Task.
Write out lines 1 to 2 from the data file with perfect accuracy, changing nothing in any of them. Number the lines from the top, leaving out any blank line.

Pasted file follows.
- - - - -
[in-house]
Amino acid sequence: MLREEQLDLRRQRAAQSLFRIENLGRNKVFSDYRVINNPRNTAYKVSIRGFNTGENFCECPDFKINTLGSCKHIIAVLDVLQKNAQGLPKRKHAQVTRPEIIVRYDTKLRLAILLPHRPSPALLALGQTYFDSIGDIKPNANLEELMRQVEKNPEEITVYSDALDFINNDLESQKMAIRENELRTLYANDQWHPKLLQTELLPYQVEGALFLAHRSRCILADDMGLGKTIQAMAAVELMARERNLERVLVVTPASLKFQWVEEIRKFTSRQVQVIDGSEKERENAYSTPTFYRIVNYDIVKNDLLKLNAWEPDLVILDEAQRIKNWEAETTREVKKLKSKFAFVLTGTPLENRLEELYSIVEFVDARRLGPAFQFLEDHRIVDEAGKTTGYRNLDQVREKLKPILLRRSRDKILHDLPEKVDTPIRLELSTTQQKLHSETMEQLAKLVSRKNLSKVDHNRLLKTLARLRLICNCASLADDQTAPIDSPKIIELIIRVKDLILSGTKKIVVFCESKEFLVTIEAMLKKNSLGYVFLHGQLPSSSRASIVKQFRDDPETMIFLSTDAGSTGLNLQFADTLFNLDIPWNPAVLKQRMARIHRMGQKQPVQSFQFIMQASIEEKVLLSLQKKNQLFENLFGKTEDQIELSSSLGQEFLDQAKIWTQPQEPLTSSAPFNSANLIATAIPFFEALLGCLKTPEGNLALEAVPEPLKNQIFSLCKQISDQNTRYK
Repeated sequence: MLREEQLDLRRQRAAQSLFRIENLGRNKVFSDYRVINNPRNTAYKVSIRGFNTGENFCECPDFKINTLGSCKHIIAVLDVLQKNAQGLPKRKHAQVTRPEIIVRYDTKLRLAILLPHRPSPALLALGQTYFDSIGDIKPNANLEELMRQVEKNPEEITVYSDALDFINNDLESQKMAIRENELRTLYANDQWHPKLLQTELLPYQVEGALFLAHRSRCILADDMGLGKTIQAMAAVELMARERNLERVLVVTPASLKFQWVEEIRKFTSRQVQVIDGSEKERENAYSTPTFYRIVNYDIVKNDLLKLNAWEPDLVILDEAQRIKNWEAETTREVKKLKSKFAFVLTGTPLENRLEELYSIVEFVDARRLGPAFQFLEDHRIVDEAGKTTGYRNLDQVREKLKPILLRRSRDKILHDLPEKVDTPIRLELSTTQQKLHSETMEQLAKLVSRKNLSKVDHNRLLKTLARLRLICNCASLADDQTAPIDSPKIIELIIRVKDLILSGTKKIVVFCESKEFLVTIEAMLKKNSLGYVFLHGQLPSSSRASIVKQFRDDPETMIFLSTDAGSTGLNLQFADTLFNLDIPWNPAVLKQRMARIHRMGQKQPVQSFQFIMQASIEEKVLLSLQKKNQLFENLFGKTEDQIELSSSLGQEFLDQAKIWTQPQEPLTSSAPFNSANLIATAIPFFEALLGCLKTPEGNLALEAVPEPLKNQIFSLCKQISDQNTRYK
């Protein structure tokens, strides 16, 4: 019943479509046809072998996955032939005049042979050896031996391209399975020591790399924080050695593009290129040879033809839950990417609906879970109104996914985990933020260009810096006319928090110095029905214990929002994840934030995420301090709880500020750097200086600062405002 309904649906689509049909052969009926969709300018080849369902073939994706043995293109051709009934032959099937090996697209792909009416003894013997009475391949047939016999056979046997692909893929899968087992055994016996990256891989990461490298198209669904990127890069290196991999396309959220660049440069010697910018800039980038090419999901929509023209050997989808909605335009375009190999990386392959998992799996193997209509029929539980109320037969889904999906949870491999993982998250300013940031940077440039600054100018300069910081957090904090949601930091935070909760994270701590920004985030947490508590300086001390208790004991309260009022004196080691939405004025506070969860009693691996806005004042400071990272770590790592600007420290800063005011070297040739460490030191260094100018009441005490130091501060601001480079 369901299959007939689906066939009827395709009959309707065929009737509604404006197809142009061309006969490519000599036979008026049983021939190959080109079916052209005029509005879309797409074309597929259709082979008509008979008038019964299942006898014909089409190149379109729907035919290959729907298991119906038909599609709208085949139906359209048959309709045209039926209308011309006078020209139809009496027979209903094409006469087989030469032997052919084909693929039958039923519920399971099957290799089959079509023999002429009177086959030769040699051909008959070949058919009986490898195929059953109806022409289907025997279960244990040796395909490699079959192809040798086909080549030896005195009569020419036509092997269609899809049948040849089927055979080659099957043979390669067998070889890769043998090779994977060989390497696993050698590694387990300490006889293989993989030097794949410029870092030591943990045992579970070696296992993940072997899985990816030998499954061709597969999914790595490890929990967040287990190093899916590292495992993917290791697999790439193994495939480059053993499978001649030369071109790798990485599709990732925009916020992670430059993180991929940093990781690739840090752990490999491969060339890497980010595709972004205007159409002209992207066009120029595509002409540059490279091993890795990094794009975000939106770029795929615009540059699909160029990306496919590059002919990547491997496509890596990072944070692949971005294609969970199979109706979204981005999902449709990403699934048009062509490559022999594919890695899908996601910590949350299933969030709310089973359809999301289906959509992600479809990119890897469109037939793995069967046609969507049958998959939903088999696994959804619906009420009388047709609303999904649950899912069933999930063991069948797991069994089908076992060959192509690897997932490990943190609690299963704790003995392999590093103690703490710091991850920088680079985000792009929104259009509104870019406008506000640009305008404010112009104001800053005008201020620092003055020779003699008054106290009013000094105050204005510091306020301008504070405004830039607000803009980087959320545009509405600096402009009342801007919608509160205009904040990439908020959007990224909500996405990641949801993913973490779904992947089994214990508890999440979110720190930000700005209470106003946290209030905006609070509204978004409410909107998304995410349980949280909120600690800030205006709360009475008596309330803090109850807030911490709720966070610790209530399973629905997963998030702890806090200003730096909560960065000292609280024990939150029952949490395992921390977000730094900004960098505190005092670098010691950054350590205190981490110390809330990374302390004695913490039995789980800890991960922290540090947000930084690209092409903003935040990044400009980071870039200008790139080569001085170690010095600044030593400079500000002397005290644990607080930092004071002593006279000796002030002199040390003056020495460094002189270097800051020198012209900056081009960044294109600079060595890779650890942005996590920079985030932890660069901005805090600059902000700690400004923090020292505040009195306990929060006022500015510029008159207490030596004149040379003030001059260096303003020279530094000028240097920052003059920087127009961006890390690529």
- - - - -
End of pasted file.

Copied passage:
[in-house]
Amino acid sequence: MLREEQLDLRRQRAAQSLFRIENLGRNKVFSDYRVINNPRNTAYKVSIRGFNTGENFCECPDFKINTLGSCKHIIAVLDVLQKNAQGLPKRKHAQVTRPEIIVRYDTKLRLAILLPHRPSPALLALGQTYFDSIGDIKPNANLEELMRQVEKNPEEITVYSDALDFINNDLESQKMAIRENELRTLYANDQWHPKLLQTELLPYQVEGALFLAHRSRCILADDMGLGKTIQAMAAVELMARERNLERVLVVTPASLKFQWVEEIRKFTSRQVQVIDGSEKERENAYSTPTFYRIVNYDIVKNDLLKLNAWEPDLVILDEAQRIKNWEAETTREVKKLKSKFAFVLTGTPLENRLEELYSIVEFVDARRLGPAFQFLEDHRIVDEAGKTTGYRNLDQVREKLKPILLRRSRDKILHDLPEKVDTPIRLELSTTQQKLHSETMEQLAKLVSRKNLSKVDHNRLLKTLARLRLICNCASLADDQTAPIDSPKIIELIIRVKDLILSGTKKIVVFCESKEFLVTIEAMLKKNSLGYVFLHGQLPSSSRASIVKQFRDDPETMIFLSTDAGSTGLNLQFADTLFNLDIPWNPAVLKQRMARIHRMGQKQPVQSFQFIMQASIEEKVLLSLQKKNQLFENLFGKTEDQIELSSSLGQEFLDQAKIWTQPQEPLTSSAPFNSANLIATAIPFFEALLGCLKTPEGNLALEAVPEPLKNQIFSLCKQISDQNTRYK